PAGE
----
I can't remember where it was or who I was talking to that the word "Gesso" came up. [jes-oh] Gesso is simply the name of art quality paint on primer. It provides a good painting surface and goes on even smoother when mixed with a little water. A spray on primer will still be more even than a paint on one, but gesso is still great for touch ups and other times you don't want to spray.
Update: Reader Deadmeat points out that primer can become useless in heat extremes as well.
- A single thick is enough for things that aren't very detailed. Gesso is usually thick though, so for detailed miniatures you'll want to paint a couple layers, each thinned with water.
- I've found White Gesso can be a little streaky, affecting the quality of your base layer. To avoid this, make sure you use long even strokes with a wide brush rather than a pointed one. Another way to avoid the streaks is to thin your gesso even more and use many layers.
- Depending on the paint you'll be layering first, you may not need a perfectly white base. The important thing is to create an even, non-streaky surface that won't come off easily and paint applies nicely to.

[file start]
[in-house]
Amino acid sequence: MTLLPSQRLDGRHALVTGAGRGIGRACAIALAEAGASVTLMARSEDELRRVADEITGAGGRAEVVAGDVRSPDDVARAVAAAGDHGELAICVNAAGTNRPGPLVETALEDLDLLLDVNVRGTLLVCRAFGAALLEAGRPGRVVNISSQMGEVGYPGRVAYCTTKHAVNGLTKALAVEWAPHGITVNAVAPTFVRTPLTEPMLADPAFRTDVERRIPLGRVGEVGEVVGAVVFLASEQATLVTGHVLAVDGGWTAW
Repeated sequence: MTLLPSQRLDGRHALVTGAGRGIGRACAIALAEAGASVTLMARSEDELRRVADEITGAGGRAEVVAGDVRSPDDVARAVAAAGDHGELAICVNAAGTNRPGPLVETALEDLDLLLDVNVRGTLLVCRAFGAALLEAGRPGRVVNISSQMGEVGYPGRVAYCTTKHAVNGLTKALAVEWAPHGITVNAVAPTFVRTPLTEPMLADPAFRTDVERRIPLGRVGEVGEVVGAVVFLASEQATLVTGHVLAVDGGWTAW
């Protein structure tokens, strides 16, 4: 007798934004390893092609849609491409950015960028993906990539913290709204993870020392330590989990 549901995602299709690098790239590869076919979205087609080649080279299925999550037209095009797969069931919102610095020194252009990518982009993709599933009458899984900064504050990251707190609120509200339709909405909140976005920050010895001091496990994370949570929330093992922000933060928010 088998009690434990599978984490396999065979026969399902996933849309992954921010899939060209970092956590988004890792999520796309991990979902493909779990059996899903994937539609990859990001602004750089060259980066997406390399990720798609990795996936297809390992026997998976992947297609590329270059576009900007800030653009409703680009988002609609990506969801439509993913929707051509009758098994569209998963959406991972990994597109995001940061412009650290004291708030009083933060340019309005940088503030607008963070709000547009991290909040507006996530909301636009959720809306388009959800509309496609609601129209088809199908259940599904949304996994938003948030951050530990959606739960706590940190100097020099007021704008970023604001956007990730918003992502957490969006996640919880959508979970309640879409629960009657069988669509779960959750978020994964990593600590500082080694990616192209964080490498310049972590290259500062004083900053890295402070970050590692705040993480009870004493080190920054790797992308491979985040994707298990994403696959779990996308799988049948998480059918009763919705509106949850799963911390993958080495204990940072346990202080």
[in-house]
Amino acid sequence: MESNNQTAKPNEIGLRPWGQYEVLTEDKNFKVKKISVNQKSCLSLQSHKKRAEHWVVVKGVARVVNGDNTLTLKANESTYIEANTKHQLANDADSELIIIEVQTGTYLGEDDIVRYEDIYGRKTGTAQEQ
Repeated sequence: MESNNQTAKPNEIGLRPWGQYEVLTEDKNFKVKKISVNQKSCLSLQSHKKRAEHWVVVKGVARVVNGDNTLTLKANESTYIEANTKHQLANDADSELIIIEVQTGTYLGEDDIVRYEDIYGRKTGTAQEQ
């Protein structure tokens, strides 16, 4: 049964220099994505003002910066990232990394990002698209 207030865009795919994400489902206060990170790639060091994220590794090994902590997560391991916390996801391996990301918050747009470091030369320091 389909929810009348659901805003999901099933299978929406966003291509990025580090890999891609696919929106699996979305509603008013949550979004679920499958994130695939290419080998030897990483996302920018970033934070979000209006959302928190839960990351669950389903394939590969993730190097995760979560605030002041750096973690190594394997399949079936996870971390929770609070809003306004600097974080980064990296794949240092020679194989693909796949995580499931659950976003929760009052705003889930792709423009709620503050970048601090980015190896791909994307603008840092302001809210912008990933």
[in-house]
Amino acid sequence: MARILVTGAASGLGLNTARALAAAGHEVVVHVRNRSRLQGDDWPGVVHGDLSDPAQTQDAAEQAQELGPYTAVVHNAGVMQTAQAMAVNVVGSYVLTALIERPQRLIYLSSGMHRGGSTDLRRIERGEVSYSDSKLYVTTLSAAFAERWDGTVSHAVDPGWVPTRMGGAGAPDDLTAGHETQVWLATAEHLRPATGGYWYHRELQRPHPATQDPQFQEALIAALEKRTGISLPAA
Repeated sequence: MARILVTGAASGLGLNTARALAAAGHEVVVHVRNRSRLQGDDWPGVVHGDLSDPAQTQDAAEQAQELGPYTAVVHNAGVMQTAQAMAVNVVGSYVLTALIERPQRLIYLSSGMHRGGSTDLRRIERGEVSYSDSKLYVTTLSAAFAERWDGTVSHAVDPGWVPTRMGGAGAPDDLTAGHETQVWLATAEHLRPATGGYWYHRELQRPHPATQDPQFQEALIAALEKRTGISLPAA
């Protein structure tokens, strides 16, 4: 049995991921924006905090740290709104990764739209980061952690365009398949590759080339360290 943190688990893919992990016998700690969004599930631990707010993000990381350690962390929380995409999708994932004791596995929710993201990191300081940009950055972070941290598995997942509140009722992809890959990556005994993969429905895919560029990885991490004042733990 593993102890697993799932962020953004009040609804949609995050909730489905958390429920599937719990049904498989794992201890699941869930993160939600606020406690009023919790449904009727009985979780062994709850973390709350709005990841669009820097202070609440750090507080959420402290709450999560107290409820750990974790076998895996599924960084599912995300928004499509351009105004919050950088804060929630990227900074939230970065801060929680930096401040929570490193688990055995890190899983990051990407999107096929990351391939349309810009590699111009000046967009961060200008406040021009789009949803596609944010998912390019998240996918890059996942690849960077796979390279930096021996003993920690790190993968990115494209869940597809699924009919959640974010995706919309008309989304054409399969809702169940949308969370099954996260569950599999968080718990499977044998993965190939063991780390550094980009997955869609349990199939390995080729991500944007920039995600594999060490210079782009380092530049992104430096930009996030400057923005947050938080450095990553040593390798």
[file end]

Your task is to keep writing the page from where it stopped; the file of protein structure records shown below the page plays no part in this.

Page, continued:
- If your first layer is going to be Citadel foundation paint, there's a really good chance you'll be fine with a thin layer of gesso.
- If you're working with lighter colours like yellow, it becomes more important to create a nice, even, strong white undercoat.
2 layers of gesso, thinned with water, to prime pewter.
Gesso is white and will cover even black just fine.
As with the rest of my art store products, I use Liquitex. I'm sure there's other fine brands out there, this is just what's available locally. http://www.liquitex.com/Products/surfprepgesso.cfm I'd recommend either ordering online or finding a local art store and seeing what they have. This is one of those things that you're better off going to where you'll get the better product - art supplies from art stores and tools from hardware stores rather than hobby/craft stores. (a bad primer can ruin your entire model)
+ Something gesso has over primer is you won't get a too thick base coat, since you're the one painting it on.
+ You also won't end up with a rough surface like you can get from spraying primer on in dusty environments or when it's too cold.
- Takes a few thinned coats.
- Can be streaky if you're not careful.
- As there's no chemicals, you can use it on problem surfaces such as styrofoam. (since the chemicals in spray on primer eat styrofoam for breakfast, second breakfast, elevenses, luncheon, tea, dinner and supper)
- Liquitex also carries a clear gesso which would allow you to paint or tint clear surfaces (clear or coloured film / plastic from audio stores, overheard paper, etc) for things like windows and stained glass. (Although overheard paper labelled to be used with inkjet printers already have a slightly rough absorbent side.)